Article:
by Rob Taylor Jr., Courier Staff Writer
The year was either 1963 or 1964, and a young Lionel Harris was summoned by his iconic father to grab dad’s camera and take pictures at an African American fashion show being held on the Gateway Clipper.
“And I really enjoyed it,” Harris said of the fashion show on the boat. “I just took picture after picture, but you know something? None of those pictures were like the pictures he took. He had not only the eye for the pictures, but he had the mind for the pictures.”
Lionel Harris was not alone.
Nobody could take pictures like his father, Charles H. “Teenie” Harris.
This article could go for ages if it described each of the 80,000 photos that comprise Teenie’s collection that spanned more than 40 years chronicling Black life in Pittsburgh, primarily from the 1930s to the 1970s, and primarily for the Pittsburgh Courier.
The Carnegie Museum of Art, in Oakland, is the owner of Teenie’s archive collection, and on Saturday, Jan. 25, the museum officially opened the Teenie Harris Gallery and Exhibition. Museum staff selected about 30 of Teenie’s most prized photos to hang on the museum walls, and thousands more photos could be viewed via an interactive board that lets a person scroll through Teenie’s photos and enlarge them.
Those in attendance for the mid-morning affair saw Teenie’s iconic photo of former Pittsburgh NAACP President Byrd Brown and Judge Henry Smith leading a group of protesters outside Downtown Pittsburgh’s U.S. Steel Building. One of the signs held at the protest read, “U.S. Steel still has segregated facilities in 1966, Downtown.”
Attendees also saw Teenie’s 1947 photo of Brooklyn Dodgers baseball player Jackie Robinson when he was in Pittsburgh. Robinson broke Major League Baseball’s color barrier earlier that year.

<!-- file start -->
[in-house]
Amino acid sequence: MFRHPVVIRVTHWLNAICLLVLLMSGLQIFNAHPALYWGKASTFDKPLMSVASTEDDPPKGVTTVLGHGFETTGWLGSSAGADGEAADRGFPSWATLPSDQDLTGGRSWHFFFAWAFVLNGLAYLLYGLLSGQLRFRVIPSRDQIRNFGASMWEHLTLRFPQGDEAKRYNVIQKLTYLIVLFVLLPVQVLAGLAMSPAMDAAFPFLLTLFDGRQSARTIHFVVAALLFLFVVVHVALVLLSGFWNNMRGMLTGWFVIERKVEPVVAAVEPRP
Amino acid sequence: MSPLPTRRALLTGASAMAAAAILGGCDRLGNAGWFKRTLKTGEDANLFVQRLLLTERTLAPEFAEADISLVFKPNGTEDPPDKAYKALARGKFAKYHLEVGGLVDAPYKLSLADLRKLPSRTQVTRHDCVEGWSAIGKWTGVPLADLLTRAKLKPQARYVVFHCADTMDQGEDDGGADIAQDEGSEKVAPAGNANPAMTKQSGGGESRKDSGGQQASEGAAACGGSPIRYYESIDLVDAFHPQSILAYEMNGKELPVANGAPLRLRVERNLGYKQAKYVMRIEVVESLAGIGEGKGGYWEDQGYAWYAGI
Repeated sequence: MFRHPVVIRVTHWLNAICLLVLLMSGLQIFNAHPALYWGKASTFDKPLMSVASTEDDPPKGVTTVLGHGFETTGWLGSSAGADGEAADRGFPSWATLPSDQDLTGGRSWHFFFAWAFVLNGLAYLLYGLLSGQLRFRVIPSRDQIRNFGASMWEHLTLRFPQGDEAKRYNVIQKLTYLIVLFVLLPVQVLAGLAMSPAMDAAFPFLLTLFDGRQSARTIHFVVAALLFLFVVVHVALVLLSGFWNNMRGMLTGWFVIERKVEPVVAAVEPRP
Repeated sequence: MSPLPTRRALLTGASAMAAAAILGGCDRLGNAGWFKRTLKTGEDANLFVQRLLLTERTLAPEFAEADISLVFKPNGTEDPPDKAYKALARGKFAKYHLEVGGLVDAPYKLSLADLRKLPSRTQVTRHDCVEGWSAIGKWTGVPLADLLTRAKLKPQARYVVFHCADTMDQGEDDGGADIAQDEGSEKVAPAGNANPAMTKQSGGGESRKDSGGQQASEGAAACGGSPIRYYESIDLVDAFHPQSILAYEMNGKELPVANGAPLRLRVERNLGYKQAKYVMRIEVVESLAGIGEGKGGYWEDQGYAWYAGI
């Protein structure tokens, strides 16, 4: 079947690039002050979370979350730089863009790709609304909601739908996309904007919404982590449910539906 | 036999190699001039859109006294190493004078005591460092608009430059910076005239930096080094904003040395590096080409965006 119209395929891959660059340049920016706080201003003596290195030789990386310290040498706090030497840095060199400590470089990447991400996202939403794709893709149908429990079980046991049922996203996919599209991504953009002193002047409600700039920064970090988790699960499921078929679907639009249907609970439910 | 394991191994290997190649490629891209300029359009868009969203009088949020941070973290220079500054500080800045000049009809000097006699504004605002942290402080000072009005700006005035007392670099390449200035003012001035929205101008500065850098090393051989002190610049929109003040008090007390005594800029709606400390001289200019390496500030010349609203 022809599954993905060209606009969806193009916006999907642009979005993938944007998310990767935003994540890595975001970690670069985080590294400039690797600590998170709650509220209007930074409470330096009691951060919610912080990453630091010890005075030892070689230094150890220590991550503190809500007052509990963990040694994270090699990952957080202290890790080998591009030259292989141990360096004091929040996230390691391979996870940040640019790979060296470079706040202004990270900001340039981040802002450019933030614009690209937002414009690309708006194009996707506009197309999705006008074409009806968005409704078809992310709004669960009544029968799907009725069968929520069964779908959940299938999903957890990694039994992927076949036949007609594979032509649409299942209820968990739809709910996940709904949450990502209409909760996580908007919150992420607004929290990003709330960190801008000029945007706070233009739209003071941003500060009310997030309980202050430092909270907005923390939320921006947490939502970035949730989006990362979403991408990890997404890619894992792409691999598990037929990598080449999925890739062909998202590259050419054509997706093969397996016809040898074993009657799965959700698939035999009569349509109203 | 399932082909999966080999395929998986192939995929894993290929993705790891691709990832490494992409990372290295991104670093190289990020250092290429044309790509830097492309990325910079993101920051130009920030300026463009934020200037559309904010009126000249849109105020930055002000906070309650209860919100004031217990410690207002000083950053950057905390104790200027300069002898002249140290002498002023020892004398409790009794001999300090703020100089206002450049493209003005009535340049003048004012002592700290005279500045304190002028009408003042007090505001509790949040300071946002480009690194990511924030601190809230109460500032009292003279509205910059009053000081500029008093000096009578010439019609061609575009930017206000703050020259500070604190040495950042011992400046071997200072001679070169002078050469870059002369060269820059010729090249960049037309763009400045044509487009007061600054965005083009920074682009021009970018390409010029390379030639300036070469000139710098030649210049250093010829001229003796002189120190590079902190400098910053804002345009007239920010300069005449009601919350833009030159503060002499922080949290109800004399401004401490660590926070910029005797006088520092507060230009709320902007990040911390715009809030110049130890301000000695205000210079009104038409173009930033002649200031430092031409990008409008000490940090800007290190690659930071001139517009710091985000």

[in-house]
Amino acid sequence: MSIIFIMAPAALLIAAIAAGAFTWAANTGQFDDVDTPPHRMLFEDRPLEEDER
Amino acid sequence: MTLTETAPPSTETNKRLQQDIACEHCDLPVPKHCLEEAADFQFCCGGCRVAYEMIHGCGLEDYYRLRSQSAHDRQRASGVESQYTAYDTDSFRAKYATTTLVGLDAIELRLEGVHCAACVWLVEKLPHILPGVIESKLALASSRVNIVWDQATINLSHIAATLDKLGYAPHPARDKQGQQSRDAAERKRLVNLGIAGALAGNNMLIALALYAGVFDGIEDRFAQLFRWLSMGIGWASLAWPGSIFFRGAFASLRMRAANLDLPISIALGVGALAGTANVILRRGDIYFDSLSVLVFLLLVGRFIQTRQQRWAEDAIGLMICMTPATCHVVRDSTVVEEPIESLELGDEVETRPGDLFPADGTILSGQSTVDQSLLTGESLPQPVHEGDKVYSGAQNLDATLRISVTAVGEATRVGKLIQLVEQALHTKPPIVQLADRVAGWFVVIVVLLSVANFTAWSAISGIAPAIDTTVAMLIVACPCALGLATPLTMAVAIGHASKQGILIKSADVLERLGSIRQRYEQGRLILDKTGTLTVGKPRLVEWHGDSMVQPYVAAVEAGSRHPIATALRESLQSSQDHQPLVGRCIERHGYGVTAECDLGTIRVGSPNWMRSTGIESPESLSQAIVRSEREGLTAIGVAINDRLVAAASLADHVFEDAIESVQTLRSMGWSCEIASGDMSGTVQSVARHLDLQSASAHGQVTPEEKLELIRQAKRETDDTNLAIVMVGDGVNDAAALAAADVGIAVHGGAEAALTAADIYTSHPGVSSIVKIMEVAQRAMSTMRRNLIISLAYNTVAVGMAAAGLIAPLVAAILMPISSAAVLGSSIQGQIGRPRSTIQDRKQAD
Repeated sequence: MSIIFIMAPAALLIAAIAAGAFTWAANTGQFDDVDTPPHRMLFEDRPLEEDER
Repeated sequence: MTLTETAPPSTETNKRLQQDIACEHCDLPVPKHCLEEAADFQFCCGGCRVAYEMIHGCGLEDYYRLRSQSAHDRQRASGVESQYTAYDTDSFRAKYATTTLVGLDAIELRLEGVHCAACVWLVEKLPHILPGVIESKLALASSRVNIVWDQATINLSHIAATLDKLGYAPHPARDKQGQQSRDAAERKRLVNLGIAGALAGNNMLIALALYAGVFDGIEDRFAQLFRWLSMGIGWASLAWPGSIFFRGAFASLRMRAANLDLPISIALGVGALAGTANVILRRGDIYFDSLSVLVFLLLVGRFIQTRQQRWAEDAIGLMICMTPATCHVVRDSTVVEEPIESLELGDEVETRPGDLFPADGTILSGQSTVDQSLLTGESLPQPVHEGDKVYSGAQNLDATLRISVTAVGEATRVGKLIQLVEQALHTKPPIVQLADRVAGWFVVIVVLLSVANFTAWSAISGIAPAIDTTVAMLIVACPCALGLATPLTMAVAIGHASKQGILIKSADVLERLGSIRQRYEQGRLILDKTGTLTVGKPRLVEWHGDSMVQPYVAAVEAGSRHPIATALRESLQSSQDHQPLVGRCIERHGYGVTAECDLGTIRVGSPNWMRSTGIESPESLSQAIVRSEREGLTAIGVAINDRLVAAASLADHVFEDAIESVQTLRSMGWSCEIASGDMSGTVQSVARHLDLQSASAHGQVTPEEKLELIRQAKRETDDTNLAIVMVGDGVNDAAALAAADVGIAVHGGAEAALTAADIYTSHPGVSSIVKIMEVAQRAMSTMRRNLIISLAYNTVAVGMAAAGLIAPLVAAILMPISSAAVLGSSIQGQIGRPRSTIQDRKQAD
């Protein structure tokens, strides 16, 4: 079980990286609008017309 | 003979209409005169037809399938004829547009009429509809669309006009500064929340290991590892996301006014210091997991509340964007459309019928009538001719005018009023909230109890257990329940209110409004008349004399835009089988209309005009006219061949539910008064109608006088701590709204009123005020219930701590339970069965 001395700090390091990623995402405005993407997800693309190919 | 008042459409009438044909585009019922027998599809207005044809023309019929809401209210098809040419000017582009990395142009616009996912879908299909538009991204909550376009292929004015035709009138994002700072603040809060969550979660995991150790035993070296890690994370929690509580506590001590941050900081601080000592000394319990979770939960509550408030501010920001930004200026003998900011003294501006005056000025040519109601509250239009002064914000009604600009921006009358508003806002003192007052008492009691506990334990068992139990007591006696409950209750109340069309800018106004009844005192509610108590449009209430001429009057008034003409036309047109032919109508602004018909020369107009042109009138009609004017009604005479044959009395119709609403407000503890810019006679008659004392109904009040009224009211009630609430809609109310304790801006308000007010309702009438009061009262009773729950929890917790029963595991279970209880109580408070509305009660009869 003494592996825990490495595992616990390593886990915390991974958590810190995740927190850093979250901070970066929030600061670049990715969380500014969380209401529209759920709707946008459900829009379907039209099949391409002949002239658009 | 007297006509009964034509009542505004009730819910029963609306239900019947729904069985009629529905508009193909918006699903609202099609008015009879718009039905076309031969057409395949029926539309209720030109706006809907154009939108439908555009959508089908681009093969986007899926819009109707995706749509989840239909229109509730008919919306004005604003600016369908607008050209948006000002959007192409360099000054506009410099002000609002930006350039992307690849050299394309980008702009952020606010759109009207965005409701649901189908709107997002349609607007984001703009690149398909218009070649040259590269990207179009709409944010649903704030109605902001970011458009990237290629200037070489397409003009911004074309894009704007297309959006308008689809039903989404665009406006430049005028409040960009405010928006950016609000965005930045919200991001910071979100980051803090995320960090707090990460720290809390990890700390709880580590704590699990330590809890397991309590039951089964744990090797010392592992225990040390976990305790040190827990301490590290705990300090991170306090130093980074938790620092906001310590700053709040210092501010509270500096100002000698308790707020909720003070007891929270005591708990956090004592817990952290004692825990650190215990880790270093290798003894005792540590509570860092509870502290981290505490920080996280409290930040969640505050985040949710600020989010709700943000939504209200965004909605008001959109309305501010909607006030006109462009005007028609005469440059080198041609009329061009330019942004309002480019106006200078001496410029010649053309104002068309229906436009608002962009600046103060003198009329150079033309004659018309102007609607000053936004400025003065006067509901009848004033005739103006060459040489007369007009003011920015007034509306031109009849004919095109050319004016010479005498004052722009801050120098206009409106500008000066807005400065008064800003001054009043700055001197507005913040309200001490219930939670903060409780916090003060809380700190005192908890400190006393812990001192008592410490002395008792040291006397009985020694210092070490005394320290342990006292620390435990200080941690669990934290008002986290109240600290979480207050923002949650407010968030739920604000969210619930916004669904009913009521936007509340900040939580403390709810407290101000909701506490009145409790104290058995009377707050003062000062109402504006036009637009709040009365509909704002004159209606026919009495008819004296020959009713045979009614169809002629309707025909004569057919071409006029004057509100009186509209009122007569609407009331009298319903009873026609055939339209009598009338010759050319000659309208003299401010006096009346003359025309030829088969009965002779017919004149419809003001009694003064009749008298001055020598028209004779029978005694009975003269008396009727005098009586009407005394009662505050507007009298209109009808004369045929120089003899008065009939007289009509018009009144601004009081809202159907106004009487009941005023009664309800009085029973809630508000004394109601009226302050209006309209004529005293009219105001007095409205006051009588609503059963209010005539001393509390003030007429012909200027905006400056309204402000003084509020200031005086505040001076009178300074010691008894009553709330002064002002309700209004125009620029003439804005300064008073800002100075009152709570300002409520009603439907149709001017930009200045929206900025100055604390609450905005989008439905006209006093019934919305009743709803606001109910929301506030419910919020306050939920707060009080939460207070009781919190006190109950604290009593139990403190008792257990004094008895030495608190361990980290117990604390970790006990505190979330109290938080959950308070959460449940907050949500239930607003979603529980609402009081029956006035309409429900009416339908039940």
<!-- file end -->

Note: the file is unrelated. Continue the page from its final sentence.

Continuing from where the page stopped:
There was also the photo of another Pittsburgh stalwart, Cecile Springer, who Teenie photographed in 1961 while Springer was in the University of Pittsburgh’s organic chemistry laboratory. Springer, a bio-chemist, was the first African American woman to lead a major philanthropic organization in Pittsburgh when she was named president of the Westinghouse Foundation in 1978.
And who could forget about the many Black “society” photos, such as events with Pittsburgh’s Black sororities and fraternities, or the FROGS. There are some of those photos on the museum’s walls as well, for all to see.
Charlene Foggie-Barnett, the Teenie Harris Archive Specialist at the Carnegie Museum of Art, told the Courier the Teenie Harris Gallery and Exhibition will appear at the museum for at least a year and a half, with the possibility of an extended duration. Foggie-Barnett grew up in Pittsburgh and is well-aware of Teenie’s impact, as she and her father, former Pittsburgh Branch NAACP President Rev. Charles Foggie, were among the thousands of people that Teenie photographed.
“Teenie’s caveat was, ‘I don’t want this stuffed away, I don’t want this just to be boxed up and put away, I want it to be living, breathing and utilized,’” Foggie-Barnett said of Teenie’s archive.